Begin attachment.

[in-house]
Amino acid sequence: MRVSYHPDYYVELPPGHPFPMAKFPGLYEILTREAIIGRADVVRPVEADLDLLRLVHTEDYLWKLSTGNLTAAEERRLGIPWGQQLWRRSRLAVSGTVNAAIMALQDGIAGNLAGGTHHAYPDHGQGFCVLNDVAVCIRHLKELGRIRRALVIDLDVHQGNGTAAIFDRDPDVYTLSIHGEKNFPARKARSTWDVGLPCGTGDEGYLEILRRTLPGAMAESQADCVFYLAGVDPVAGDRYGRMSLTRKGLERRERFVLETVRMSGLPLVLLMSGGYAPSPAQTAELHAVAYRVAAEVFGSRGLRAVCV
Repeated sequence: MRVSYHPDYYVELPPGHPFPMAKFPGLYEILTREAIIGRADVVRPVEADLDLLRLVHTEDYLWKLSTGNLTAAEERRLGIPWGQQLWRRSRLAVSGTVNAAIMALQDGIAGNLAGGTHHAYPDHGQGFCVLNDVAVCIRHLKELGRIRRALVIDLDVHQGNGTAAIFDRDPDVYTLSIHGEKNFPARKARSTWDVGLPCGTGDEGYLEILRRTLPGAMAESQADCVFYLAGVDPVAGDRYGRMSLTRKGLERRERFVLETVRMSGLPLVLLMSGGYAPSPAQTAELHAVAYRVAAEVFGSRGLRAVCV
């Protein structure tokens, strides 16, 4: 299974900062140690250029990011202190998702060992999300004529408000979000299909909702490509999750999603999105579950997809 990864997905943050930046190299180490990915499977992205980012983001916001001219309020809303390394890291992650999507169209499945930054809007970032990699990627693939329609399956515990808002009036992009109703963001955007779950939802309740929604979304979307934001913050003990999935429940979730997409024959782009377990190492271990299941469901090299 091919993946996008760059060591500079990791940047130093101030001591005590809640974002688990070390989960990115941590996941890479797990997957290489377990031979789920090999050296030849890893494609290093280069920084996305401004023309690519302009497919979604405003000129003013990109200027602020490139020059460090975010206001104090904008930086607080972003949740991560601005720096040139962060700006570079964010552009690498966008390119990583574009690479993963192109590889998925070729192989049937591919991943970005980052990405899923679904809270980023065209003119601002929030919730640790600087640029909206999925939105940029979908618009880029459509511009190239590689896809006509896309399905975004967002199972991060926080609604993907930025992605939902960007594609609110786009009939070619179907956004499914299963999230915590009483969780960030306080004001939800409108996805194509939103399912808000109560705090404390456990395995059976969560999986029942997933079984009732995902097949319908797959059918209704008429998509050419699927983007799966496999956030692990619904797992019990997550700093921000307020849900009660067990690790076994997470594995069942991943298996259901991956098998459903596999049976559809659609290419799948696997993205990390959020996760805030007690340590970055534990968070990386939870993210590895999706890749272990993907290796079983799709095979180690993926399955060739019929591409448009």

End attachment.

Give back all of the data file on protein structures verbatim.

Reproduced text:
[in-house]
Amino acid sequence: MRVSYHPDYYVELPPGHPFPMAKFPGLYEILTREAIIGRADVVRPVEADLDLLRLVHTEDYLWKLSTGNLTAAEERRLGIPWGQQLWRRSRLAVSGTVNAAIMALQDGIAGNLAGGTHHAYPDHGQGFCVLNDVAVCIRHLKELGRIRRALVIDLDVHQGNGTAAIFDRDPDVYTLSIHGEKNFPARKARSTWDVGLPCGTGDEGYLEILRRTLPGAMAESQADCVFYLAGVDPVAGDRYGRMSLTRKGLERRERFVLETVRMSGLPLVLLMSGGYAPSPAQTAELHAVAYRVAAEVFGSRGLRAVCV
Repeated sequence: MRVSYHPDYYVELPPGHPFPMAKFPGLYEILTREAIIGRADVVRPVEADLDLLRLVHTEDYLWKLSTGNLTAAEERRLGIPWGQQLWRRSRLAVSGTVNAAIMALQDGIAGNLAGGTHHAYPDHGQGFCVLNDVAVCIRHLKELGRIRRALVIDLDVHQGNGTAAIFDRDPDVYTLSIHGEKNFPARKARSTWDVGLPCGTGDEGYLEILRRTLPGAMAESQADCVFYLAGVDPVAGDRYGRMSLTRKGLERRERFVLETVRMSGLPLVLLMSGGYAPSPAQTAELHAVAYRVAAEVFGSRGLRAVCV
């Protein structure tokens, strides 16, 4: 299974900062140690250029990011202190998702060992999300004529408000979000299909909702490509999750999603999105579950997809 990864997905943050930046190299180490990915499977992205980012983001916001001219309020809303390394890291992650999507169209499945930054809007970032990699990627693939329609399956515990808002009036992009109703963001955007779950939802309740929604979304979307934001913050003990999935429940979730997409024959782009377990190492271990299941469901090299 091919993946996008760059060591500079990791940047130093101030001591005590809640974002688990070390989960990115941590996941890479797990997957290489377990031979789920090999050296030849890893494609290093280069920084996305401004023309690519302009497919979604405003000129003013990109200027602020490139020059460090975010206001104090904008930086607080972003949740991560601005720096040139962060700006570079964010552009690498966008390119990583574009690479993963192109590889998925070729192989049937591919991943970005980052990405899923679904809270980023065209003119601002929030919730640790600087640029909206999925939105940029979908618009880029459509511009190239590689896809006509896309399905975004967002199972991060926080609604993907930025992605939902960007594609609110786009009939070619179907956004499914299963999230915590009483969780960030306080004001939800409108996805194509939103399912808000109560705090404390456990395995059976969560999986029942997933079984009732995902097949319908797959059918209704008429998509050419699927983007799966496999956030692990619904797992019990997550700093921000307020849900009660067990690790076994997470594995069942991943298996259901991956098998459903596999049976559809659609290419799948696997993205990390959020996760805030007690340590970055534990968070990386939870993210590895999706890749272990993907290796079983799709095979180690993926399955060739019929591409448009």